Languages > Language-specific analysis

Persian alphabet kaf and Arabic alphabet kaf

(1/2) > >>

Why is different between Persian kaf(ک) and Arabic kaf(ك)?

Persian kaf

Arabic kaf

Arabic kaf and Persian kaf probounce /k/
But isolated letter ‘kaf’ is different
Why is isolated letter ‘kaf’ different in Persian scripts and Arabic scripts?

Is it?
Different examples given there use both variants.

The simplest answer is that this is just different, like a different choice of fonts. Compare American "z" and European "ƶ" in handwriting (or 7 vs. 7̵also).

While most extra marks in the Arabic script serve some purpose (for example, distinguishing B vs. T, etc.) that particular mark on K doesn't really have any purpose, so why not remove it?

Asking "why" in Linguistics does not usually lead to informative answers. "Because it happened" is the only real answer. Just different traditions.

The only guess I would have here is that maybe to avoid confusion (or increase parallelism) with the additional letter گ ( the extra shape on K was removed.

I think the answer is that al-kāf al-mashkūlah (ک) is historically more original and ك is derived. ك involves a more significant contextual change whereas ک is largely invariant. ک also more closely resembles earlier Semitic letters. I suggest looking for old documents in the various languages. Notice that ل (l) and ك are very similar, so the development of that thing (I don't know what it is called) probably helps distinguish k and l.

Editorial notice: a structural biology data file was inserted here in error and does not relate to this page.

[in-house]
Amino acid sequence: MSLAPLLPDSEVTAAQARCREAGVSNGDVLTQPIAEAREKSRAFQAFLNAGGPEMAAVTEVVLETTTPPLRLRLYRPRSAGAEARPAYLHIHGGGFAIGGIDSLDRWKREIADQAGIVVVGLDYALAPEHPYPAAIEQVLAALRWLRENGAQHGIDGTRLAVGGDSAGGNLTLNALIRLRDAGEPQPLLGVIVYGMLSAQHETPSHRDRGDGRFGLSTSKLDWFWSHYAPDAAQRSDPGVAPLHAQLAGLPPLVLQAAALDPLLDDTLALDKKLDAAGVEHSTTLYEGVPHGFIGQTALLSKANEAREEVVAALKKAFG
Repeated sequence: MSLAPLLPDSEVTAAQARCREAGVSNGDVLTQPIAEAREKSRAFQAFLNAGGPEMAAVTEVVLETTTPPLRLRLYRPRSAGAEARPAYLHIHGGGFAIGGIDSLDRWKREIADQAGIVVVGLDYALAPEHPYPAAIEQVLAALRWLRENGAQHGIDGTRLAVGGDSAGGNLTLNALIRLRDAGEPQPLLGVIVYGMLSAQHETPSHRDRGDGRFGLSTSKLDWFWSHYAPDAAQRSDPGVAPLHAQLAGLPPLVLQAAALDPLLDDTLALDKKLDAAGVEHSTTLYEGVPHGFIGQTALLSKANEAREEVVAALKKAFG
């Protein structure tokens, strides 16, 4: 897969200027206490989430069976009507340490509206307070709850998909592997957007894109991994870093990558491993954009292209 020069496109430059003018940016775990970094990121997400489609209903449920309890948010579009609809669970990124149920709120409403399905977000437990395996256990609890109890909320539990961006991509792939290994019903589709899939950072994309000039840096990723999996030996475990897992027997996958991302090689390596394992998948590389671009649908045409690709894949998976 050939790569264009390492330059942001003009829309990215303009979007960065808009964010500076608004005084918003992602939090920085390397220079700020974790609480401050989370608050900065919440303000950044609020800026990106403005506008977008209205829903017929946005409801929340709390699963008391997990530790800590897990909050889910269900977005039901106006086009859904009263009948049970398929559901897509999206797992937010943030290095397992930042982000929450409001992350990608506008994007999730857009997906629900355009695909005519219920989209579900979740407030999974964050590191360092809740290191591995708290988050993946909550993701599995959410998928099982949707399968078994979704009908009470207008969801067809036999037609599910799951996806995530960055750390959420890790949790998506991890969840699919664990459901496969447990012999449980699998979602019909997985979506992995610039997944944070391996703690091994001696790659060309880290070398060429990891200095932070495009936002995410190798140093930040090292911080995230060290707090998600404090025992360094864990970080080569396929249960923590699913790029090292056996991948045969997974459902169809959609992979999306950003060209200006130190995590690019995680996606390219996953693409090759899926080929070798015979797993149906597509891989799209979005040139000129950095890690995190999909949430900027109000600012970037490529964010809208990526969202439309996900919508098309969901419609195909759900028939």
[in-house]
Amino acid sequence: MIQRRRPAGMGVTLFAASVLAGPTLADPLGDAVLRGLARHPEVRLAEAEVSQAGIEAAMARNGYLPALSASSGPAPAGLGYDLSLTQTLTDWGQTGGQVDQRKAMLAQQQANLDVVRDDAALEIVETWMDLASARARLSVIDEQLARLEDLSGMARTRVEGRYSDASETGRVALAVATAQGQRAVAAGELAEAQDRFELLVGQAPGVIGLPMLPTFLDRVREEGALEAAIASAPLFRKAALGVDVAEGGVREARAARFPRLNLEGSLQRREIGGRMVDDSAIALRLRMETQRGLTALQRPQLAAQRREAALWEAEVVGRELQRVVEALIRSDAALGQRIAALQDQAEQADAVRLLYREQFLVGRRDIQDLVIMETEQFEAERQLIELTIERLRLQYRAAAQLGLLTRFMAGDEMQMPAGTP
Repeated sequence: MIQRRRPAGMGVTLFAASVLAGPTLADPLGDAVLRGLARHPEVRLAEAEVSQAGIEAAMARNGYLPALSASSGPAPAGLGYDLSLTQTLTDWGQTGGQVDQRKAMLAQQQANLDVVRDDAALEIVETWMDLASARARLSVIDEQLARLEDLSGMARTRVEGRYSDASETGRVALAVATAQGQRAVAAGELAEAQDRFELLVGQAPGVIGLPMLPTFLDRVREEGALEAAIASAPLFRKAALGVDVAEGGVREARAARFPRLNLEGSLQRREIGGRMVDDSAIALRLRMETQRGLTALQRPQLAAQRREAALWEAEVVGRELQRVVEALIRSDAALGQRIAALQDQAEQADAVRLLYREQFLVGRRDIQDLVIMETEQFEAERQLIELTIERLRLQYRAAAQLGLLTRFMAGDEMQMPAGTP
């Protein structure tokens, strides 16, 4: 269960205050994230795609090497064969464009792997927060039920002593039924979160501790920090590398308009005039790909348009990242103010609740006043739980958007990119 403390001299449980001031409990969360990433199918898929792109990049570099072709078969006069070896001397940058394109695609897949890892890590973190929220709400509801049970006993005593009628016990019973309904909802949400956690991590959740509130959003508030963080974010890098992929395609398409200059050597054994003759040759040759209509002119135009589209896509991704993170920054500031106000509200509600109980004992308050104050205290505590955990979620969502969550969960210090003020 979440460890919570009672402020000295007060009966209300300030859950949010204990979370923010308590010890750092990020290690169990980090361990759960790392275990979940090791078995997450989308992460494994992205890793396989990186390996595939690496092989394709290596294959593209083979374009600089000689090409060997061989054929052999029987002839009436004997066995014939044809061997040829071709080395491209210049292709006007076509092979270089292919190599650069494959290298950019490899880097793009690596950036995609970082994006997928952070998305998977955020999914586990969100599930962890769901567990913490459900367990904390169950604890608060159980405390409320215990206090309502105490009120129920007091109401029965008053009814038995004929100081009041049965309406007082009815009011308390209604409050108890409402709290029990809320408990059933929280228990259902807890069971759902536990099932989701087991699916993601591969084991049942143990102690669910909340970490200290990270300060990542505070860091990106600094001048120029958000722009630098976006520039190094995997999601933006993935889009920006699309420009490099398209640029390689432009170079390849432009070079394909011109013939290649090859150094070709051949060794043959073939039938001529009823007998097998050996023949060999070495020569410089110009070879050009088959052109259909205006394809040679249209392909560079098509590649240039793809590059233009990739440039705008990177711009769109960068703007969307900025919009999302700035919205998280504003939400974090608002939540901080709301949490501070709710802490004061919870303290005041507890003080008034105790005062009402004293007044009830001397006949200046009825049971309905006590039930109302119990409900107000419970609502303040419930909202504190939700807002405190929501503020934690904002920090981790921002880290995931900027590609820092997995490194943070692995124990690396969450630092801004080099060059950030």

That makes a lot of sense. But do you know if the timeline of adopting the Arabic script in Persia matches up with the changes in kāf in Arabic?

That's above my pay grade or, as they say, it's an empirical question. One would have to study ancient manuscripts.


[0] Message Index

[#] Next page

Go to full version